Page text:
Ronnie Ann, founder of Work Coach Cafe, bases her real-world advice on her many years as an organizational consultant where she helped interview and hire people, added to a certificate from NYU in Career Planning & Development and her own adventures as a serial job seeker. She can also be found on her new blog, and on Google+.


  1. Hi Ronnie,

    Thx for the food for thought. What is so interesting about this discussion is that business is so behind where the science of human dynamics are.

    The beliefs that most of us live and work by stem from the unchallenged cultural meme that “we will always be at war.” It’s promoted by media, government and the corporate vested interests that profit from conflict and war.

    What the science of the past decade or so demonstrates is that we are, in fact, hard-wired for altruism (which we recently wrote a post about in our blog).

    I think the author Jeremy Rifkin expresses it perfectly in his new book, The Empathic Civilization, ““What if the age old assumptions about human nature are false? In the past 15 years, scientists from a wide range of fields, from evolutionary biology, to neurocognitive research and child development have been making breath taking discoveries that are forcing us to rethink our long held beliefs about human nature. Researchers are discovering mirror-neurons – the so-called empathy neurons – that allow human beings and other species to feel and experience another’s situation as if they were one’s own. We are, as it appears, the most social animals and we seek intimate participation and companionship with our fellows.”

    Now I don’t know how much we can say to each other in 140 characters or less but how about,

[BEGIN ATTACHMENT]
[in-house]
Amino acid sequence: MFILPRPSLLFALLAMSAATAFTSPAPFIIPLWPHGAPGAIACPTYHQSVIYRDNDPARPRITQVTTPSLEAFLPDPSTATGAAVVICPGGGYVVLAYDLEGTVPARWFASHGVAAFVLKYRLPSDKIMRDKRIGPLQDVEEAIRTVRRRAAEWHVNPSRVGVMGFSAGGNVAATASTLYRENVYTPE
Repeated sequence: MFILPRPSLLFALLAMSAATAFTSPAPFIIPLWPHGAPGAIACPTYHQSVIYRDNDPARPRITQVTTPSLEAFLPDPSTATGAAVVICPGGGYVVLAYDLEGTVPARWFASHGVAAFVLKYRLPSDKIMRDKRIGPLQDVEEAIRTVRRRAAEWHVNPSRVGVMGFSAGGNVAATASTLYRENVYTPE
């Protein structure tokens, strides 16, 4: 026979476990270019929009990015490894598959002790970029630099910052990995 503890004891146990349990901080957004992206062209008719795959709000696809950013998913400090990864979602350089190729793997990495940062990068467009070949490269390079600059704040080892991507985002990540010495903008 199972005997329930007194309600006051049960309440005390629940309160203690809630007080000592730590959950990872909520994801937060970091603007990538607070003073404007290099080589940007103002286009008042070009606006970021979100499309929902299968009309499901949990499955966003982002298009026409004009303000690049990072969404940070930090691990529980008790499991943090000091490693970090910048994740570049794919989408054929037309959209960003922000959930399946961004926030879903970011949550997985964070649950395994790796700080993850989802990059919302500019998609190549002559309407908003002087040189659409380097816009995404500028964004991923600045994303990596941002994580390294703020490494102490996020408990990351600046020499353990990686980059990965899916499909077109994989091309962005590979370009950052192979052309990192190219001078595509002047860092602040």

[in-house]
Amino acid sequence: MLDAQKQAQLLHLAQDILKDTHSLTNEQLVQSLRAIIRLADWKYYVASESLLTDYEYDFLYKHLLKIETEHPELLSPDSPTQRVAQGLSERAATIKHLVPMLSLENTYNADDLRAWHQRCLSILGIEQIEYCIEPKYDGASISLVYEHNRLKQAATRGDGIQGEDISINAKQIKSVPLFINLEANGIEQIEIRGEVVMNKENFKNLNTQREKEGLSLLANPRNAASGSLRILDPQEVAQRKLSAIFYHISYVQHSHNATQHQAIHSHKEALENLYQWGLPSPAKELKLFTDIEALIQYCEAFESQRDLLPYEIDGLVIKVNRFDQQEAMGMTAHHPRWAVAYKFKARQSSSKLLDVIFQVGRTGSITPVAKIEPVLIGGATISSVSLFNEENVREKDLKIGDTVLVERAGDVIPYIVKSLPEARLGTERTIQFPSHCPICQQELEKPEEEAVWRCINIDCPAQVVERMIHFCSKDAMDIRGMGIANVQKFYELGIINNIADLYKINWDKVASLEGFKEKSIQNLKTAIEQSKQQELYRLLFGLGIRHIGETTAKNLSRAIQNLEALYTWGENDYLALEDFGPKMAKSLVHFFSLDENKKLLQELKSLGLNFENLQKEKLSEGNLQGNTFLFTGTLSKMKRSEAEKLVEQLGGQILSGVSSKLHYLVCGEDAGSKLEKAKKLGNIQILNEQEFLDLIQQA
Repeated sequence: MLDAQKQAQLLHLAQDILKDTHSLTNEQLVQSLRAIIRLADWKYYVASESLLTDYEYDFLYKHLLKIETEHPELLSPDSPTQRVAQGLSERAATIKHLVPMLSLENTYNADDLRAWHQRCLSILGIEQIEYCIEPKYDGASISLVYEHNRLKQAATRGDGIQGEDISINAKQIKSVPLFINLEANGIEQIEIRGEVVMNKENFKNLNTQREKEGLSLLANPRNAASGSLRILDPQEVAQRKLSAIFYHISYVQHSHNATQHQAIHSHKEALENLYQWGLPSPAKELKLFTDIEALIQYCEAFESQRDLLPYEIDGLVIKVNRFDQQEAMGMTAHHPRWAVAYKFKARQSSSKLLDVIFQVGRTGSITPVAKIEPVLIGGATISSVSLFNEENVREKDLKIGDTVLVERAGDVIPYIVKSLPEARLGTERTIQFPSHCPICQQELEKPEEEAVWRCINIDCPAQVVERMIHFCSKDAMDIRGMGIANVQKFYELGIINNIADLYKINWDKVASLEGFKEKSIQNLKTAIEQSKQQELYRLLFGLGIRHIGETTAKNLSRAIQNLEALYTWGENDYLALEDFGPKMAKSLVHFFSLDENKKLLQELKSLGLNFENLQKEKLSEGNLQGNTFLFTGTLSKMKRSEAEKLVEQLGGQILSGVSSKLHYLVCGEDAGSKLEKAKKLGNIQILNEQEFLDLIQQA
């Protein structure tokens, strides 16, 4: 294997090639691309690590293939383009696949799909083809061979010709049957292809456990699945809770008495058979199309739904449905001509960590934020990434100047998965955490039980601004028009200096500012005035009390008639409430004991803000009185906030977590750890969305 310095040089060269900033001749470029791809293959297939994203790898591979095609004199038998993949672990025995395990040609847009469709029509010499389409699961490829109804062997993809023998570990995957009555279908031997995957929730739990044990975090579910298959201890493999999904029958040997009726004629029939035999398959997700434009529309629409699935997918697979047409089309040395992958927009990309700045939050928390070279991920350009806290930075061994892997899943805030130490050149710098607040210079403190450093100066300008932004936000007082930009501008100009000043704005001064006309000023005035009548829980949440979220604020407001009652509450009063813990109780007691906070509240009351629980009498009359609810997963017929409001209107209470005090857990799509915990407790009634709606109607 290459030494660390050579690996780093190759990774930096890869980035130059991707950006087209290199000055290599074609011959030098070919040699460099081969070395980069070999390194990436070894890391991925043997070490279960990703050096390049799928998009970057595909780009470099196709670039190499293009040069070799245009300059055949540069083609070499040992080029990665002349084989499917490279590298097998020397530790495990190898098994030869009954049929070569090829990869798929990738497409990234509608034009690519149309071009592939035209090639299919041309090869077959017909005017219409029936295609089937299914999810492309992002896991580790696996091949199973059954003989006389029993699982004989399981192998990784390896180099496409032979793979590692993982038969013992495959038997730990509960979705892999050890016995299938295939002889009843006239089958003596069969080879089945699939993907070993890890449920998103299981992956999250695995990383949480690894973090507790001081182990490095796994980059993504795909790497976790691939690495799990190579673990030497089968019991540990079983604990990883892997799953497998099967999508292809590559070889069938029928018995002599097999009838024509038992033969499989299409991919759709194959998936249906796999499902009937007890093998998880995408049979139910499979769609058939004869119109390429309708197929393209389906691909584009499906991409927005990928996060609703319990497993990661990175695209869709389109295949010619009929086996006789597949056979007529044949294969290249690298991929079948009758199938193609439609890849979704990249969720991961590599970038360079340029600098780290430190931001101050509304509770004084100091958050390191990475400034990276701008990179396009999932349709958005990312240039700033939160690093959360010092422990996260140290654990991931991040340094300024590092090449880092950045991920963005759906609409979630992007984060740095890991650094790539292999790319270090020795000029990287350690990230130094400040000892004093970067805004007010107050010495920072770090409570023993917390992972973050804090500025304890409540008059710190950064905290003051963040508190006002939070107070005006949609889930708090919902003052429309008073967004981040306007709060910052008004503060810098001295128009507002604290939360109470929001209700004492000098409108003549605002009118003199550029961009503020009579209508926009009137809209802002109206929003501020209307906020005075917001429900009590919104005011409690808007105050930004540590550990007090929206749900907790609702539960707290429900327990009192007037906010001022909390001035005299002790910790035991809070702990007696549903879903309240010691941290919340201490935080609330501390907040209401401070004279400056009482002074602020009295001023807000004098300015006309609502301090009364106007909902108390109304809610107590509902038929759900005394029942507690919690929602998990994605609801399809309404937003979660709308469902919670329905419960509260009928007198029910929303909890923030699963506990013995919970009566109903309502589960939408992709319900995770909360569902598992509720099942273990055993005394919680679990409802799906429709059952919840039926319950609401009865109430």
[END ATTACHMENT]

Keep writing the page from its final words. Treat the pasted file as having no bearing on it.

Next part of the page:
“I am sorry”
    “I apologize”
    “What can I do to help”
    “I’d like to listen to what you have to say”
    and the really radical,
    “I love you.”
    All very tweetable!

  2. The Twitter conversation you referenced is really interesting. I think that the fact that the conversation happened publicly is a big part of the reason that it worked.

  3. Thank you Louise for adding so wonderfully to the conversation. (Louise and her partner George specialize in emotional intelligence for organizations and individuals in their consulting practice.) Nice examples of peace-not-war tweets!

    Hi DC Jobs! Your comment brought a big DOH! smile to my face. Of course…the public nature of this conversation must have had an influence. Still, I naively like to think they may have the emotional smarts to have stayed civil anyway. There are certainly enough examples of completely public discourse that can only be attributed to living brain donors. 😉

    Thanks to you both for such great comments!

    ~ Ronnie Ann

  4. Great post, Ronnie! Love to see examples of how the power of nice really works, even in the digital realm. By expressing a little empathy, not allowing your negative emotions to overwhelm you, and responding rationally and politely, you can effectively resolve, rather than exacerbate disputes.

  5. Thank you so much Linda! I’m honored by your kind words. Love what you said about the “power of nice”. Good luck with your book!

    ~ Ronnie Ann